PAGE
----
Miami underwent significant change between 1990 and 2000, not least of which was the city's poverty rate: It grew with such exuberance that Miami climbed from fourth to first place among the nation's most impoverished big cities. That's reality. But if you believe the elected officials who served during that decade, it seems more like illusion.New Times
posed this question: What did you do during your term in office to fight poverty in Miami?
I did a lot to fight poverty while I was in office. I led the effort to establish the East Little Havana nutrition centers. Today there are nine centers that feed seniors three times a day, seven days a week. We provided housing and all that through the community development corporations in East Little Havana. We also provided transportation for the elderly to go to doctors.
1979-1987 and 1995-1996
1996-1997 and 1998-2001
Carollo did not respond to repeated requests for comment.
Thank you for keeping me in mind, but I have no comment for your newspaper. [Dawkins was sentenced to 27 months in federal prison after pleading guilty in 1997 to accepting bribes.]
1985-1992 and 1997-1998
In 1985, when I was first elected, the main problem with local government's ability to alleviate poverty was that we didn't have a housing agency. I activated the housing and conservation agency and worked with community-based organizations. Pretty soon we were able to energize the community-based organizations. By 1993 we had 1500 affordable housing units in the city. The more respectable projects include the Rio Plaza straddling Flagler Street in East Little Havana; Edison Towers, the pink apartment buildings off Interstate 95 and NW 58th Street; and Overtown Park West in downtown Miami. In Allapattah there was Melrose, which was spectacular. Those units were all home-ownership. People were able to put down $100 a month until they could close on a unit during the preconstruction phase. Housing is the lowest common denominator. If local government can't provide that, there's not a helluva lot government can do. Also I was instrumental in creating Miami Capital Development. For eight glorious years it was going gung-ho. We put together microloans with very little collateral. Sometimes we just gave out money from wherever we could find it. Miami Capital Development was an incredible effort. We got Z-Mart off the ground. We assisted the Caribbean Marketplace. [Both are now defunct.] The single most important thing we did was the minority component for Bayside Marketplace. We lent four or five million dollars to the minority retailers at Bayside -- although some were not exactly downtrodden minorities, such as [restaurant magnate] Felipe Valls and Las Tapas. [Las Tapas is now defunct.]
Victor de Yurre
I can't put my finger on anything now. I can think of global things, like funding low-income housing projects. We also had those façades on Eighth Street, Overtown, and Liberty City -- injections of money that helped people spruce up places. I can't think of any individual thing I did. I really can't think of anything else I could have done.
Alonso did not respond to New Times. She has been indicted by the Miami-Dade State Attorney's Office and faces multiple felony charges, including grand theft, unlawful compensation, fabricating evidence, and fraud.
Wilfredo "Willy" Gort
I think we did plenty with the tools we had. I feel very good about the job I did. We had financial problems from 1995 through 1999. We had to work very hard to keep the city alive and attract new businesses and improve the public rights-of-way with limited resources. Now you're beginning to see the plans to improve quality of life in the city being implemented. There are sidewalk repairs throughout several neighborhoods. In downtown Miami we secured $14 million in federal, state, and local funding to renovate Flagler Street and other side streets to make it more attractive. Now people are building condos on First and Flagler. The Congress Building was empty for 25 years. Now 90 families live there. In Allapattah we had problems with the produce markets. I stepped in there with the merchants, NET office, the Environmental Protection Agency, and state and county environmental agencies to clean up the area. You go by there now and it's clean, the homeless have been given training, and they're working there. We maintained existing businesses. One example is Trujillo & Sons, who just underwent a ten-million-dollar expansion of their warehouse. Look at Bobby Maduro Stadium, where a residential development is going up. That's going to create new consumers in Allapattah. Now we have small merchants living in that district.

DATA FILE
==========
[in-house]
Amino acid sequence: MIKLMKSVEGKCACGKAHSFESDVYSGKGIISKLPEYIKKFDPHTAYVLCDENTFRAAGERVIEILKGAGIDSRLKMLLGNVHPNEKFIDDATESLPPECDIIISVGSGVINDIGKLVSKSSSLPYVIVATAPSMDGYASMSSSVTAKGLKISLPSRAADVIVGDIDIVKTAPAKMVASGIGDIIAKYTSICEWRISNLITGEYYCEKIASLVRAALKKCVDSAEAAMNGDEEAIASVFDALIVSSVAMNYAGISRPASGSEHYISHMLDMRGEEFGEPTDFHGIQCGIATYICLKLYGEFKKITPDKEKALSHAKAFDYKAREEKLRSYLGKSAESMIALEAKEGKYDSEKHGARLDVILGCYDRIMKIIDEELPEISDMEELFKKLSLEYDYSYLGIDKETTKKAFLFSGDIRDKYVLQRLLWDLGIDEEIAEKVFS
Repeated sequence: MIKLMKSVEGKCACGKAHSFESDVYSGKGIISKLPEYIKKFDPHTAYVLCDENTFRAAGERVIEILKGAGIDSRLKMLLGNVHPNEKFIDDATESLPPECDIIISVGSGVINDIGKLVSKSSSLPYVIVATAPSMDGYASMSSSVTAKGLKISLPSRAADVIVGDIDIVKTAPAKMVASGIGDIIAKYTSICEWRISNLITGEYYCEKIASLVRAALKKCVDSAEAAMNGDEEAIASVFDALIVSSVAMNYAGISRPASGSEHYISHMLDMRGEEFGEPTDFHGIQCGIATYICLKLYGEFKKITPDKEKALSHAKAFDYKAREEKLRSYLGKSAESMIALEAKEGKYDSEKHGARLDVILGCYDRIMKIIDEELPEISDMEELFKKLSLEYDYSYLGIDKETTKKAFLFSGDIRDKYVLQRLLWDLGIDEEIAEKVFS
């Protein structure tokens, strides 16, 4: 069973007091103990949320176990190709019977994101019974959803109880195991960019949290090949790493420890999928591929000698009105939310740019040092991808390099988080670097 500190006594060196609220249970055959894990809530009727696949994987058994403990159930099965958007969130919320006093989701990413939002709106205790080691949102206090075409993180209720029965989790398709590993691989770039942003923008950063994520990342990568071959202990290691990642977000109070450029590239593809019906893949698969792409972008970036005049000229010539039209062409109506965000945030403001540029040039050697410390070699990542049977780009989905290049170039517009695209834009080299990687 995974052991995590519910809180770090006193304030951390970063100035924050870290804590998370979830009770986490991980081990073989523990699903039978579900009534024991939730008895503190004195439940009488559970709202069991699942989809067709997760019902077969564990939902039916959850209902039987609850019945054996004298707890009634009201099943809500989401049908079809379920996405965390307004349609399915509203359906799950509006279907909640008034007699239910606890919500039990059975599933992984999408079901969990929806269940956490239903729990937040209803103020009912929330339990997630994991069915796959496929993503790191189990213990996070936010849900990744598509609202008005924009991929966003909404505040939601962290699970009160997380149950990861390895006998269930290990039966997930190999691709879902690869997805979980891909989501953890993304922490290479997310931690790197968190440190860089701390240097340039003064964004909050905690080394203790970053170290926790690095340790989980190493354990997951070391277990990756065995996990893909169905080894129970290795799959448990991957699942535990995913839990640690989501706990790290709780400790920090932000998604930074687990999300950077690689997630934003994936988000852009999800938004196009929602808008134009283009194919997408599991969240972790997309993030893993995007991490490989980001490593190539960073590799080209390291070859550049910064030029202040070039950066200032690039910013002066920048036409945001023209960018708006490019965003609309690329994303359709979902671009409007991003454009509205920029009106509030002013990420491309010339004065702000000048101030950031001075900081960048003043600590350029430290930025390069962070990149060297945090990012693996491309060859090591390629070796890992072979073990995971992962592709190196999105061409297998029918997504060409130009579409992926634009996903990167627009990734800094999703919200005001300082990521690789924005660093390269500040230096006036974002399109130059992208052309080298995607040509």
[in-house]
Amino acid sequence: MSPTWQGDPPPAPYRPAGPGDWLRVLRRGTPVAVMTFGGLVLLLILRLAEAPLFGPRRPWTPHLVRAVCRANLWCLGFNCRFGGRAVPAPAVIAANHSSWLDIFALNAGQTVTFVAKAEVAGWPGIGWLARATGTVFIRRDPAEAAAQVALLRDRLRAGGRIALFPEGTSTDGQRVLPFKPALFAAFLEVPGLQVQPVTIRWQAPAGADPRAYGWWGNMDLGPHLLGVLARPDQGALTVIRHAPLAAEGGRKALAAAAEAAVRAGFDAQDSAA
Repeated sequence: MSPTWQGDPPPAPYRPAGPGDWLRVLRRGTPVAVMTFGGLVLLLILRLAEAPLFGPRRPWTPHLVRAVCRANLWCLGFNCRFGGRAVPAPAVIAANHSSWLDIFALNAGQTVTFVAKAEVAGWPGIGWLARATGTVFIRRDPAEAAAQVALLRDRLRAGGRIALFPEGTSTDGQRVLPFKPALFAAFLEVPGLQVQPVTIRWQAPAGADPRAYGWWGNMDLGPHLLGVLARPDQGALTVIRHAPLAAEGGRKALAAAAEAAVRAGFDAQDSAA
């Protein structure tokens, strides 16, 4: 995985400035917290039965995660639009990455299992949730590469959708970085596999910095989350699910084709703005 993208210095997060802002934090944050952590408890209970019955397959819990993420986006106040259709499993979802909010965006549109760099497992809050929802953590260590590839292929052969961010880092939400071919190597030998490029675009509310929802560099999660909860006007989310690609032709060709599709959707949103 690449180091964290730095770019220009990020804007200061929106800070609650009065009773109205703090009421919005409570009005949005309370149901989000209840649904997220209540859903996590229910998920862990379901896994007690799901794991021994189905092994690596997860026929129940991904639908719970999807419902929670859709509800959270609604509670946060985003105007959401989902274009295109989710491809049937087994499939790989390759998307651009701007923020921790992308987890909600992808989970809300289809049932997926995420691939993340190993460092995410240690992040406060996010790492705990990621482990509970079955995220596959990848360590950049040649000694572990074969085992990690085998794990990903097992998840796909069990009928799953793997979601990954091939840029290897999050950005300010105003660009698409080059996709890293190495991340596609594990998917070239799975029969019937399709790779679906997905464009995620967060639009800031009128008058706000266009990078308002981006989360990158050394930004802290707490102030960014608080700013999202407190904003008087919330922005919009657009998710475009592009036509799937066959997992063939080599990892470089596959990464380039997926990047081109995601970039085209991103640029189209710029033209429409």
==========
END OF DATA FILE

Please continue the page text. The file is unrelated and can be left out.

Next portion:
I went after the slumlords. I started these sweeps in different apartment buildings to bring properties up to code. A lot of the tenants were seniors living in Section 8 properties with absentee landlords. Many were roach-infested, lacked a/c, had roof problems. My main focus was to fix these problems and the abuse they were taking from landlords. The sweeps improved the quality of life for these people living on a fixed income or below the poverty level. It gave people a more habitable environment to live in. Secondly I went after the food quality of the senior centers. I improved the quality by getting more state money into the food programs. I invested my time in lobbying the state legislature, which controlled the purse strings. [Hernandez was recently released from prison after serving sentences for convictions on a state charge of voter fraud and federal charges of money laundering and mortgage fraud.]
1997 to present
I am proposing a tax abatement for businesses, which will drastically decrease unemployment in the city. I was able to extend the area where we can spend federal money to address community development. In the past we could only use federal dollars in East Little Havana and Allapattah to redo store façades for the various small-business people. I was able to extend it to all the District 4 area, including the Flagler Street and SW Eighth Street corridors. What we have done is help fix the façades of 89 small businesses that, in turn, were able to hire at least one new employee. The other thing I have been able to do is use the city's law-enforcement trust fund to pay for summer camps and to pay for transportation, movies, and lunches for inner-city children. This was never done before. I am very proud of that. Not that I claim I have eliminated poverty, but I have done a little.
1997 to present